Autor: Redaktion

Sony PXW- FX9

With the PXW-FX9, Sony introduces its new top model for mobile use with a modern 5.9K full-frame sensor and a Fast- Hybrid- Autofocus.

The FX9 is similar to its successful predecessors PXW-FS7 and PXW-FS7M2 . But with the autofocus system, for example, it uses also technology coming from the DSLM Alpha series.

Features and Design

The heart of the new Sony FX9 shoulder camcorder is the 5.9K full-frame EXMOR R sensor.

While the Sony FS7- series still uses an EXMOR CMOS sensor in 4K resolution, the FX9 uses the more light-sensitive, back-exposed R variant according to the Sony DSLM Alpha series. In 4K or FHD mode, the sensor works with oversampling, what means that the full sensor area can be used in both modes.

Recordings are made on XQD cards in XAVC Intra, XAVC Long or MPEG HD422. 4:2:2, 10bit color sampling is internally possible up to 4K. Via 12G- SDI a 16bit- RAW - signal can be recorded externally. Until further notice, however, the 16-bit- RAW outputs only as a S35 Crop. Interestingly, ProRes is no longer available.

Sony specifies the dynamic range of the FX9 with 15 f-stops. The Dual- Base- ISO - System enables ISO800 (Low) or ISO4.000 (High).

The possible video formats result from the two recording modes: 4K (UHD ) and 1080p. These can be read out either as full sensor readout (with oversampling) or as S35 with crop.

4K in 60p/ 50p is initially only available as S35 Crop. A later update will add the possibility of oversampling. Please note, that this mode uses only a 5K area (FF Crop horizontal 5K), so not 100% of the sensor is read out in this case. Also a 4K-DCI mode will be added with a later update.

Slow motion can be recorded at up to 120fps in 1080p or S35 Crop using the full sensor. 120fps in 4K and 180fps in 1080p come a bit later via update.

Based on the Sony VENICE , the FX9 also offers a new Color Science called S- Cinetone.

In competition to the successful Dual- Pixel- Autofocus from Canon, the FX9 offers a Fast- Hybrid- Autofocus whose technology comes from the Alpha series. It combines contrast and phase detection AF. With 561 AF points the FX9 is on the level of current Sony Alphas (Sony Alpha 7R IV with 567 phase detection points).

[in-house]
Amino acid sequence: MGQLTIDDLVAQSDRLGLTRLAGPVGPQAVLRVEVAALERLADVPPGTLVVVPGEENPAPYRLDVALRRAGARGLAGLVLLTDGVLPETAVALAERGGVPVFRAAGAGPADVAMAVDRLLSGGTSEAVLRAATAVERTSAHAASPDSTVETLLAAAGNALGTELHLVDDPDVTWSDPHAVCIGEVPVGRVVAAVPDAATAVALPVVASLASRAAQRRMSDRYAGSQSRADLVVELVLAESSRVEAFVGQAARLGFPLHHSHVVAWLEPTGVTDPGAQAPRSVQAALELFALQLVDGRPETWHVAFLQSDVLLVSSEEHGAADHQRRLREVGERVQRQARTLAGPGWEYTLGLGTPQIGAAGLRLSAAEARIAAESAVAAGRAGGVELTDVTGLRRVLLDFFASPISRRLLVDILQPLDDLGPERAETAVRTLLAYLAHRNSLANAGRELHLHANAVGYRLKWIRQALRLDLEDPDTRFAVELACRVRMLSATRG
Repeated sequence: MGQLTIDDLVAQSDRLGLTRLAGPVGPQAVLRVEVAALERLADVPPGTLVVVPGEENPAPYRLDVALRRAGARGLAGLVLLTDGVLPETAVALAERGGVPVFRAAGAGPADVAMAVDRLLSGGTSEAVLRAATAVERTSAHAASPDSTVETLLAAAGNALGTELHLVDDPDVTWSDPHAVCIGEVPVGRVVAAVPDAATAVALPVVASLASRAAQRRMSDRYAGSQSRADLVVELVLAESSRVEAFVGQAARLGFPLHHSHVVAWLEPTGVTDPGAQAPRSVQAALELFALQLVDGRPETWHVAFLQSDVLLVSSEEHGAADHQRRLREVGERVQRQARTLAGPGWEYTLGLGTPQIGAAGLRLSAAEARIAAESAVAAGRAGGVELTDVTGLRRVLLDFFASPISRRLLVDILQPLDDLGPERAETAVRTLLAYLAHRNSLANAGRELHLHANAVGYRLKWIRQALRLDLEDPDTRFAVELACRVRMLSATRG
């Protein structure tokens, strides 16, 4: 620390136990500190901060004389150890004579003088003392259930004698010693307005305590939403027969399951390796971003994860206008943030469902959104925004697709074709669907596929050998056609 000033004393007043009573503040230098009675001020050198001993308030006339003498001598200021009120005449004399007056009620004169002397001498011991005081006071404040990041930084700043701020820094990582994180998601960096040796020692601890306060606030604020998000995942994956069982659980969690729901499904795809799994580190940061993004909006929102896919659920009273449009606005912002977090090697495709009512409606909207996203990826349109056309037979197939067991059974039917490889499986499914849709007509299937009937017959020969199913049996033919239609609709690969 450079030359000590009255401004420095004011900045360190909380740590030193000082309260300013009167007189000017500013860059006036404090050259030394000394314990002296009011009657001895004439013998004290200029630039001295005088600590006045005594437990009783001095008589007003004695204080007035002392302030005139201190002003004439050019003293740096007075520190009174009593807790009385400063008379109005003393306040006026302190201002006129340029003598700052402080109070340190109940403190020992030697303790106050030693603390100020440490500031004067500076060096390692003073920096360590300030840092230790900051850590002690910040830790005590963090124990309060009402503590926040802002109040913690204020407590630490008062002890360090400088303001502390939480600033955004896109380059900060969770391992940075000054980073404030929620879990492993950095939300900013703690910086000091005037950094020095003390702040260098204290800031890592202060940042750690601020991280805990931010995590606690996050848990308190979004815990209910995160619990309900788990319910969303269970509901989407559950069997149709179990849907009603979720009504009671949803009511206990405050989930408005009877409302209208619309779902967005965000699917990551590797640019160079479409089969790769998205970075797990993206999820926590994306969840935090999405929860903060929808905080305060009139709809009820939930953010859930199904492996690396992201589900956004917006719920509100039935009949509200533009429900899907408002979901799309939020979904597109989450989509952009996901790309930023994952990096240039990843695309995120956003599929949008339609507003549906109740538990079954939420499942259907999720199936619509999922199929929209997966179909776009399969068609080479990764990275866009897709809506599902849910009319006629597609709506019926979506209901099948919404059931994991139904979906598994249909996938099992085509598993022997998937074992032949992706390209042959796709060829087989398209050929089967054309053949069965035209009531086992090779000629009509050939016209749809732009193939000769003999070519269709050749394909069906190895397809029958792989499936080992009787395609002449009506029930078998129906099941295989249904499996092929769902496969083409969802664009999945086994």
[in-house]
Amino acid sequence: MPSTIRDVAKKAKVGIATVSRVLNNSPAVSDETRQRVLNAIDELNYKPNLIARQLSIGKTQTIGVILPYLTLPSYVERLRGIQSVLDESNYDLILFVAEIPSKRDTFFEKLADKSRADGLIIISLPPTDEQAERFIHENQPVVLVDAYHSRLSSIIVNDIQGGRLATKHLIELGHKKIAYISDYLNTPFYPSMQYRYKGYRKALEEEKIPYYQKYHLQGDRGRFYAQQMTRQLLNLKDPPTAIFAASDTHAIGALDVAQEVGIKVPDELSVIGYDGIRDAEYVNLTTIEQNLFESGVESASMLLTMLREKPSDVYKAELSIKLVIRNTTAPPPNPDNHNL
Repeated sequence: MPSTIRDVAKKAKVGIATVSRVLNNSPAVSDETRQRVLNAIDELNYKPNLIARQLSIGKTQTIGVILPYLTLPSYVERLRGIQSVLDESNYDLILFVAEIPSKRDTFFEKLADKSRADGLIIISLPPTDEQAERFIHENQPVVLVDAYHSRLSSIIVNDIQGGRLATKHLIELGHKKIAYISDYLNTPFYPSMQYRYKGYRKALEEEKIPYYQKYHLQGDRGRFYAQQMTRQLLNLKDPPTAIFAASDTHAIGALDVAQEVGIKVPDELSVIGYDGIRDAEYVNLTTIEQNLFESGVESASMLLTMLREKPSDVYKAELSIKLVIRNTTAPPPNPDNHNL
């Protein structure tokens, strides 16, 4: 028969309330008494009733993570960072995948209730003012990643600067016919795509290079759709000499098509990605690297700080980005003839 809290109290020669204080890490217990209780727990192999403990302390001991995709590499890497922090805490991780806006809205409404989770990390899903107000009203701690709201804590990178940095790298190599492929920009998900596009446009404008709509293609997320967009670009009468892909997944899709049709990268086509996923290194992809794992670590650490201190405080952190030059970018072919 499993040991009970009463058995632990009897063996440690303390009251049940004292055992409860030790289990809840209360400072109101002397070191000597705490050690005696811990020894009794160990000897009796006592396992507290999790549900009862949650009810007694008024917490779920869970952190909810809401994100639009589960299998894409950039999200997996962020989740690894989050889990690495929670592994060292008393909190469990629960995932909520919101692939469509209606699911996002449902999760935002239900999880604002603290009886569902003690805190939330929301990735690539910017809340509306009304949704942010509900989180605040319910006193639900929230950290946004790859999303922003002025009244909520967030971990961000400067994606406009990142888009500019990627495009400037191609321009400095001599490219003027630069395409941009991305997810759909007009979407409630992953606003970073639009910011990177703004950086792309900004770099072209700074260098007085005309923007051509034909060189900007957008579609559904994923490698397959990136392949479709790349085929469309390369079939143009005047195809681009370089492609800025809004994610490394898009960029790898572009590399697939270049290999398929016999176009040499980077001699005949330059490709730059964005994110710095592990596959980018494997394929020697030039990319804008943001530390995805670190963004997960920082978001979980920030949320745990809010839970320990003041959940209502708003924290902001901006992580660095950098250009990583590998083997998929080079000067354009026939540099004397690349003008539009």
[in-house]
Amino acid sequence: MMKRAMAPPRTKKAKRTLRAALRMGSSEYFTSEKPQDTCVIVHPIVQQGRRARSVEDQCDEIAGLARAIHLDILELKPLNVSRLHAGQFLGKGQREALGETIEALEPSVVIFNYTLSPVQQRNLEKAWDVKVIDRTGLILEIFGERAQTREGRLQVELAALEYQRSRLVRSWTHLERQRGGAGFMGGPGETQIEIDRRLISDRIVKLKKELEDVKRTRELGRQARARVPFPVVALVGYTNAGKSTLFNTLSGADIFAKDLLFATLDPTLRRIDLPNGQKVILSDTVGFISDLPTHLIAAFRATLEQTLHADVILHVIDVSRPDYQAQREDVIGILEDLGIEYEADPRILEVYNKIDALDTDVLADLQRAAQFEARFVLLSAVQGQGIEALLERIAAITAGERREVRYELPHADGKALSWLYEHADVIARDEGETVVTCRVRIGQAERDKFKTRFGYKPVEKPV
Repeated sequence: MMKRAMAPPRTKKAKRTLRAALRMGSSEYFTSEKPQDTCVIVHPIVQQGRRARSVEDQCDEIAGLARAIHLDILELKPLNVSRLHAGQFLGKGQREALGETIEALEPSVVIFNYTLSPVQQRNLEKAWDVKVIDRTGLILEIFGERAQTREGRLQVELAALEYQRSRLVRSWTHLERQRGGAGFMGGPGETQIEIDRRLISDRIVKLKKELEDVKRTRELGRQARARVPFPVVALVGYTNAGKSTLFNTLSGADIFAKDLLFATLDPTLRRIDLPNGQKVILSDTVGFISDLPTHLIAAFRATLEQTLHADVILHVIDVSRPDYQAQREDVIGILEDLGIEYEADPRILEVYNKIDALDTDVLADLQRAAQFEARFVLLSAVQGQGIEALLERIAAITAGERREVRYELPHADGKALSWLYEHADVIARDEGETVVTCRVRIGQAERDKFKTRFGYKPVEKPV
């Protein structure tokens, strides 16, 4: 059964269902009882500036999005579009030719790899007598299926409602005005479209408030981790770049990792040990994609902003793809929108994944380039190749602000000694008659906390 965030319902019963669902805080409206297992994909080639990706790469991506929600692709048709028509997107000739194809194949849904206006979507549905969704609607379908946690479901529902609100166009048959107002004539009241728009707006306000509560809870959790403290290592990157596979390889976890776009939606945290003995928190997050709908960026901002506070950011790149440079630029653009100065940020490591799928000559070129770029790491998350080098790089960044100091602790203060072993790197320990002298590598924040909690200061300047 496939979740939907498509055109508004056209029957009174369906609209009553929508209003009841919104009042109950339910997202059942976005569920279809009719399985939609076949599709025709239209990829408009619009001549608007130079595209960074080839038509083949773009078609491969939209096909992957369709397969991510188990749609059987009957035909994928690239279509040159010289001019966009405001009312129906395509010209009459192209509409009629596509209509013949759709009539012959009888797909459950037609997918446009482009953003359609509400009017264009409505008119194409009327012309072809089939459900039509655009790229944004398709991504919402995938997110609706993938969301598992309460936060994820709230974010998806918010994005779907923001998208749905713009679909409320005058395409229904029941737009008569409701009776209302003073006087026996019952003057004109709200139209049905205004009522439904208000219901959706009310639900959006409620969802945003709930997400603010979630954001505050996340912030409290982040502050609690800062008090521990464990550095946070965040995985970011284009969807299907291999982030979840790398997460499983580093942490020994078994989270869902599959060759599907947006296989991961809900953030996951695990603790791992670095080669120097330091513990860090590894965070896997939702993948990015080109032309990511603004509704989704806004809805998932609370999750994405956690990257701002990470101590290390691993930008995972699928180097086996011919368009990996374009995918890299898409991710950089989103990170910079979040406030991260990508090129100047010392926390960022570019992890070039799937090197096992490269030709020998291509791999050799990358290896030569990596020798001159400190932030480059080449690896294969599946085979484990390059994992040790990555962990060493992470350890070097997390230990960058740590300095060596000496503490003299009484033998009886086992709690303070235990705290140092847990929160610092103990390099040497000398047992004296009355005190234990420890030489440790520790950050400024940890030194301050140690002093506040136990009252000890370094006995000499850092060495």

Regarding the tracking functions, face tracking (face registration) deserves special mention. This allows faces to be saved at the touch of a button. When the stored person comes back into the picture, the FX9 automatically can focus on this person.

The variable ND filter known since the Sony FS5 is also used in the FX9.

A housing image stabilization is not built in, but a gyro sensor provides frame-based metadata that can be evaluated with Sony Catalyst Prepare and Browse and used for post-production stabilization. The optical stabilisation of the lens can be used for additional support.

The lens mount is a Lever Lock E mount.

The FX9 can record up to 4-channel audio. 2xXLR and the internal microphone are available in basic setting. If the 2-channel wireless receiver (UWP-D Series) is used additionally via the flash shoe, tracks 3 and 4 can also be occupied. The XDCA-FX9 Extension Unit also allows tracks 3 and 4 to be used.

Remote applications via WIFI are already known from other Sony cameras, the new full format FX9 follows this example via CBM (Contents Browser Mobile). In addition to a LiveView of the camera image (approx. 1 second offset), camera functions can also be operated remotely via an app. These include, among others: whitebalance, ND, shutter, focus, ISO and the REC button.

Housing and handling are similar to those of the predecessor FS7 M2. The retaining tubes for the viewfinder are no longer round but square, which effectively prevents the viewfinder from slipping away. The handle has also been ergonomically improved.

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